Analytical Estimation of CO2 Storage Capacity in Depleted Oil and Gas Reservoirs Based on Thermodynamic State Functions
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Numerical simulation has been used, as common practice, to estimate the CO2 storage capacity of depleted reservoirs. However, this method is time consuming, expensive and requires detailed input data. This investigation proposes an analytical method to estimate the ultimate CO2 storage in depleted oil and gas reservoirs by implementing a volume constrained thermodynamic equation of state (EOS) using the reservoir?s average pressure and fluid composition. This method was implemented in an algorithm which allows fast and accurate estimations of final storage, which can be used to select target storage reservoirs, and design the injection scheme and surface facilities. Impurities such as nitrogen and carbon monoxide, usually contained in power plant flue gases, are considered in the injection stream and can be handled correctly in the proposed algorithm by using their thermodynamic properties into the EOS. Results from analytical method presented excellent agreement with those from reservoir simulation. Ultimate CO2 storage capacity was predicted with an average difference of 1.3%, molar basis, between analytical and numerical methods; average oil, gas, and water saturations were also matched. Additionally, the analytical algorithm performed several orders of magnitude faster than numerical simulation, with an average of 5 seconds per run.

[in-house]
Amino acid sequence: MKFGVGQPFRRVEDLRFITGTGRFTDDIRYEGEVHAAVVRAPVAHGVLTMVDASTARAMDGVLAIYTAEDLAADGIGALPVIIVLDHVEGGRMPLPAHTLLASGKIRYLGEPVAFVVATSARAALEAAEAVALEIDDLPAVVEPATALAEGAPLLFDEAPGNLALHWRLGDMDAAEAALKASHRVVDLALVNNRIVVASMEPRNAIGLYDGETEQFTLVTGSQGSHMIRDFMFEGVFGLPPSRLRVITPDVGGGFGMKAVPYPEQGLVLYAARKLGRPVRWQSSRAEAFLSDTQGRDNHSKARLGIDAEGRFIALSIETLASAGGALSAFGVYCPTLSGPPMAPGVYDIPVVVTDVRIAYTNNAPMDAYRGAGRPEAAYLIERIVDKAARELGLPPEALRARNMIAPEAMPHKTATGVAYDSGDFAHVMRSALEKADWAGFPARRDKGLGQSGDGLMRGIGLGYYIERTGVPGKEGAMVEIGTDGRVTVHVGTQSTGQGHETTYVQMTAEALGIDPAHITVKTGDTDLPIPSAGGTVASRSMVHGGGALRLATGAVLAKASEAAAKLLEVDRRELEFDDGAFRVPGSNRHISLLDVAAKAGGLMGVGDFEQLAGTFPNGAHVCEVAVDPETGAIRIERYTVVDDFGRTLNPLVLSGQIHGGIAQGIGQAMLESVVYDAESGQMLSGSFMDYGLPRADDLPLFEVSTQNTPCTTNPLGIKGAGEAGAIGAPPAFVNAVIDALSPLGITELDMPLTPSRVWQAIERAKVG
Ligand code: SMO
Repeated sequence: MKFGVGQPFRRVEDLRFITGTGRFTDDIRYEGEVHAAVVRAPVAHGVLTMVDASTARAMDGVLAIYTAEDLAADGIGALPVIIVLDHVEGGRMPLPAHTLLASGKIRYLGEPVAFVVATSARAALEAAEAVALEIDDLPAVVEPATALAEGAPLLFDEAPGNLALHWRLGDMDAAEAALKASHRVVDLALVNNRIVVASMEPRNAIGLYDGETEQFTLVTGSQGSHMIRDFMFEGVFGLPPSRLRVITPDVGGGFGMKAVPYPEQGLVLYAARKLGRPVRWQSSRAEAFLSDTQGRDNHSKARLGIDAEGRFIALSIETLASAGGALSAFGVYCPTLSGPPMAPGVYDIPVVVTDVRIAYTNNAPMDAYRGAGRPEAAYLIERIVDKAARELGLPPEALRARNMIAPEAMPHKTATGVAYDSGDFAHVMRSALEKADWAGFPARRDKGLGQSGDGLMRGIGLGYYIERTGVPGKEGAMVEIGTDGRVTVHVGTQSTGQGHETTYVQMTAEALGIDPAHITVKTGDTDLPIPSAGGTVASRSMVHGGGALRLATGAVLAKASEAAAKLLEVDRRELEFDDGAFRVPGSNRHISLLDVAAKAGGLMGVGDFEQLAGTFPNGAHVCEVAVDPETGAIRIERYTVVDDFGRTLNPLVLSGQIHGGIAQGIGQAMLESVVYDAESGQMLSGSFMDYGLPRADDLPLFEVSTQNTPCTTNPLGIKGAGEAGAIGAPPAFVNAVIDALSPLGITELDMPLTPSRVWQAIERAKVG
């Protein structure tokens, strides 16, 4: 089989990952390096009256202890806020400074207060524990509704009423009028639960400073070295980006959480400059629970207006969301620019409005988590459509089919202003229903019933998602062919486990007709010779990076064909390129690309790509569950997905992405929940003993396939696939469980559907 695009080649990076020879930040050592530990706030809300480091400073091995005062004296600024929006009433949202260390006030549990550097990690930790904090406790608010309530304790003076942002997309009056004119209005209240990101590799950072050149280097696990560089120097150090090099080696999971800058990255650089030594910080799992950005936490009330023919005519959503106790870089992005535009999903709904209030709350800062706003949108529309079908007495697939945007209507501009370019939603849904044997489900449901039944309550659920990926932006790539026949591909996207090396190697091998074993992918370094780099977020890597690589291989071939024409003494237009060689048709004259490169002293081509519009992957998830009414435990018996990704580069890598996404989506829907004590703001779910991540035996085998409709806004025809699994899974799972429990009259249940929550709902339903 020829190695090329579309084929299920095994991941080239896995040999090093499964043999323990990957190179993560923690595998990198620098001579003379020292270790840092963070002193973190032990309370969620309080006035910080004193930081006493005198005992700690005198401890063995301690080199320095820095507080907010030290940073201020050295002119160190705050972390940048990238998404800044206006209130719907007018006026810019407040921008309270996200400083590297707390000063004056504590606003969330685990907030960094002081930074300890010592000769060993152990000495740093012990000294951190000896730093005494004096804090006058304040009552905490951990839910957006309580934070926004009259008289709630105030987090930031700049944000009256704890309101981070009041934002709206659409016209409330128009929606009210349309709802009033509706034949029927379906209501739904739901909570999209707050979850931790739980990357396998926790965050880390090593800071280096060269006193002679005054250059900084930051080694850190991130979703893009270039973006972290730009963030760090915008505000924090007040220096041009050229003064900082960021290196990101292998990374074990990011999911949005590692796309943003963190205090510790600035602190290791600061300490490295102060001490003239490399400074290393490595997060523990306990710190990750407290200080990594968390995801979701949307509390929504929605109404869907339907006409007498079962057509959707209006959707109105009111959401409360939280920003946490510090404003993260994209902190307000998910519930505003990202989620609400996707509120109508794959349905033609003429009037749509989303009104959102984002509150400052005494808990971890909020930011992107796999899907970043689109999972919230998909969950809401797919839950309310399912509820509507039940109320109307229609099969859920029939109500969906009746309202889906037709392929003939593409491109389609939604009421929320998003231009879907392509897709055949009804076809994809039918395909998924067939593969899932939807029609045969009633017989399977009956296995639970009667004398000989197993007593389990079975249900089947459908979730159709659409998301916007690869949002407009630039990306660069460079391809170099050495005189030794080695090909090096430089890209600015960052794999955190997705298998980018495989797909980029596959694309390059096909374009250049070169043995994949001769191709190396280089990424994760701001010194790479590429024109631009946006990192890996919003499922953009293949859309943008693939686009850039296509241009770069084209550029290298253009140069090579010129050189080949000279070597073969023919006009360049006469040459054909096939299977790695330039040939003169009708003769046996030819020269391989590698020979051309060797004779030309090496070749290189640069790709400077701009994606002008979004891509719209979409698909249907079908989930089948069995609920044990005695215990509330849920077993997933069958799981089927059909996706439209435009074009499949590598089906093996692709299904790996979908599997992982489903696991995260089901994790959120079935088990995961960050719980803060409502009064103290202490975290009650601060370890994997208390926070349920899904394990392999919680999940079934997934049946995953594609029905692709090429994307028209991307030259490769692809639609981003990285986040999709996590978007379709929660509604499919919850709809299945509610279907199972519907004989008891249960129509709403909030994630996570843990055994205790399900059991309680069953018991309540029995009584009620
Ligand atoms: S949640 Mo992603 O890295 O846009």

carbon capture and sequestration
compositional fluids phase behavior
equation of state
partial molar volume
Valbuena Olivares, Ernesto (2011). Analytical Estimation of CO2 Storage Capacity in Depleted Oil and Gas Reservoirs Based on Thermodynamic State Functions. Master's thesis, Texas A&M University. Available electronically from